Correlations with distress changed very little relative to the SEM with the original RSS measurement model. As in this SEM, all RSS group factors’ correlations with all distress factors remained consistently positive. Again, Ultimate Meaning struggle correlated most (rs = 0.41–0.65), followed by Divine struggle (rs = 0.35–0.50). Other struggles also correlated with distress positively and moderately (rs = 0.20–0.43), with two exceptions. On the high end, Interpersonal struggle correlated strongly with depression in the west coastal Christian university sample (r = 0.53); on the low end, Demonic struggle correlated insignificantly with perceived stress in the Midwestern private university sample (r = 0.15). The general factor only correlated significantly with anxiety in the Midwestern private university sample (r = 0.19; all other rs = −0.11–0.16). These results establish fairly consistent, positive relationships with distress that vary among different kinds of R/S struggle.

4. Discussion

This study sought to update the measurement model for the Religious and Spiritual Struggles Scale (RSS) [19] and replicate it across five distinct samples, with special attention devoted to the effects of modern SEM methodology and bifactor structures on the RSS factors’ relationships with religiousness and distress. We wished to thoroughly test the latent structure of the RSS for stability and applicability across adult populations with varying degrees of religiousness, and to scrutinize its discriminant validity as a unique set of constructs.

4.1. Measurement Validation

Results seem very encouraging for the measurement characteristics of the RSS. Its fit statistics have improved with these methodological updates since Exline and colleagues’ [19] initial analyses using normal-theory maximum likelihood estimation. Model parameters remained mostly as described there, and cohered well to the intended structure of the measure.
Strict measurement invariance held across two regions of the USA, across one relatively religious sample and one relatively nonreligious sample, and across other demographic differences between university students and the MTurk community. Strict invariance exhibits the robustness of this measure against typical demographic variation within the USA. This result also absolves Exline and colleagues’ study of any confound between comparisons of correlations across samples and biasing due to calculating factor scores by averaging item response ranks. Exploratory factor analysis of the nontheistic MTurk sample raised interesting questions about structural discriminant validity within supernatural struggles (Divine and Demonic) among nonbelievers, but confirmatory factor analysis suggested that these questions can await other nontheistic samples without urgency.
The restricted bifactor model lent new support to the relatively untested unidimensional scoring approach for the RSS, while taking nothing away from the multidimensional approach that Exline and colleagues [19] supported more directly. Its mutually strong loading pairs and equivalently good fit statistics upheld the validity of all factors in question, both narrow and broad. Thus the nature of R/S struggles appears at once both complex and coherent, unified and diverse. Its multifaceted and potentially hierarchical nature bode well for research applications at all levels of depth and detail, whether assessing types of R/S struggle discretely or holistically. For modern research powered by SEM, the unrestricted bifactor model offers minor improvements on the already good fit of the original measurement model. It did not alter the internal structure of the original RSS factors substantially, though Demonic and Moral struggles seemed much more independent of each other and slightly more related to Ultimate Meaning struggle.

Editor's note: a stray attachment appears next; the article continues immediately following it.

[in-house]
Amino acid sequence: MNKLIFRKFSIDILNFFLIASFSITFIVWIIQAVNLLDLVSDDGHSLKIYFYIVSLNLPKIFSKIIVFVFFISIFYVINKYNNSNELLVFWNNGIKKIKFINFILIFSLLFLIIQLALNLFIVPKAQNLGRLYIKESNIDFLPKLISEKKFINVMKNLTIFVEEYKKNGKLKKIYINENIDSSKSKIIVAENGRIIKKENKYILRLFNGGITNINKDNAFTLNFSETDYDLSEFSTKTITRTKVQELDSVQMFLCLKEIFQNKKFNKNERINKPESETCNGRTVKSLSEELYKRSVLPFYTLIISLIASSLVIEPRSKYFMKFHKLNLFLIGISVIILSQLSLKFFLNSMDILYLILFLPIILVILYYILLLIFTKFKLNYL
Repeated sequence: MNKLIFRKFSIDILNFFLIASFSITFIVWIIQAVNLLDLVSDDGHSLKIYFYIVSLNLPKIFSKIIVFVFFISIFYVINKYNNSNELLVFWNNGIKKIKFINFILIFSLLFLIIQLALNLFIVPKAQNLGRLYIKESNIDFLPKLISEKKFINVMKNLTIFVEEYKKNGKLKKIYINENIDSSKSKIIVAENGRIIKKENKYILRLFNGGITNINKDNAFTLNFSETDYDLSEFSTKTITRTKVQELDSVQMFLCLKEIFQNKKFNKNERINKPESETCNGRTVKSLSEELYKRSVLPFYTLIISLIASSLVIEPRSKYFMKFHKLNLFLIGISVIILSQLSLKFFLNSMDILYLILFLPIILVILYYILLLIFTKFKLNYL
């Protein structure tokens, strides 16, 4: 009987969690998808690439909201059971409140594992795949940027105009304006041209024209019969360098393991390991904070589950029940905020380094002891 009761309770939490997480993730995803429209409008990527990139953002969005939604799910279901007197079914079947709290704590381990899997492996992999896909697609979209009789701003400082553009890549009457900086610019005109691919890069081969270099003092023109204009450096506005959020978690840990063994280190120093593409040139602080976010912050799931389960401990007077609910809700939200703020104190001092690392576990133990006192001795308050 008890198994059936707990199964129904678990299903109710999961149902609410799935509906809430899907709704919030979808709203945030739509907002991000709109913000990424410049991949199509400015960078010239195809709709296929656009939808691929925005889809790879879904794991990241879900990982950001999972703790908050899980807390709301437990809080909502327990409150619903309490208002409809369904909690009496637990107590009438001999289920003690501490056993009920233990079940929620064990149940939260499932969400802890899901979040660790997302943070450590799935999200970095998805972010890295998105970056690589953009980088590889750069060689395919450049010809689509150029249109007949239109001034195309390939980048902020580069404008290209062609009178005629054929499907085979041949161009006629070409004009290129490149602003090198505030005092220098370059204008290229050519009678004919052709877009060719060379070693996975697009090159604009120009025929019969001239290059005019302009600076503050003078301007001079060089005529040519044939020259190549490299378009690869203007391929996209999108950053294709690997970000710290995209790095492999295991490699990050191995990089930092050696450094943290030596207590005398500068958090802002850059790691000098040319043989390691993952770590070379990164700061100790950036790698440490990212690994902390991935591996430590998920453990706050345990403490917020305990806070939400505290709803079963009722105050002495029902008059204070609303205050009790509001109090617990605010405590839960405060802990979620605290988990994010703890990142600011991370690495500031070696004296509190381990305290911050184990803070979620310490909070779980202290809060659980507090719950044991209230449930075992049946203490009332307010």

4.2. Religiousness, Distress, and Discriminant Validity

Further research seems warranted particularly for the unrestricted bifactor model with correlated group factors. Adding this general factor to the original model improved its fit statistics consistently and seemed to improve discriminant validity with religiousness overall. However, what kind of construct this general factor represents—whether mere method error or something more psychologically meaningful—remains debatable, as does the question of whether the group factors have changed in this model versus the original. Loadings and factor score correlations suggest they have not changed, but latent correlations with religiousness indicate some subtle changes. The general factor correlates very strongly with religiousness, especially among our Midwestern university populations. We did not expect correlations to differ across populations in the USA, but our evidence of several differences in correlations with religiousness also warrants further study.
The comparative stability of moderate correlations with distress speaks to the importance of addressing R/S struggles in the course of efforts to improve human experience in general, whether by reducing suffering or promoting growth. Implications here seem quite clear: R/S struggles often accompany negative emotions, but vary independently for the most part, and may play an important role in the course of coping with life’s challenges. This holds true regardless of how one measures distress or how one uses the RSS. Bifactor modeling did not show strong effects on the RSS group factors’ correlations with distress. Essentially no changes occurred with the unrestricted bifactor model. The restricted bifactor model may have transferred some positive covariance to its general factor, reducing correlations slightly between distress and the RSS group factors.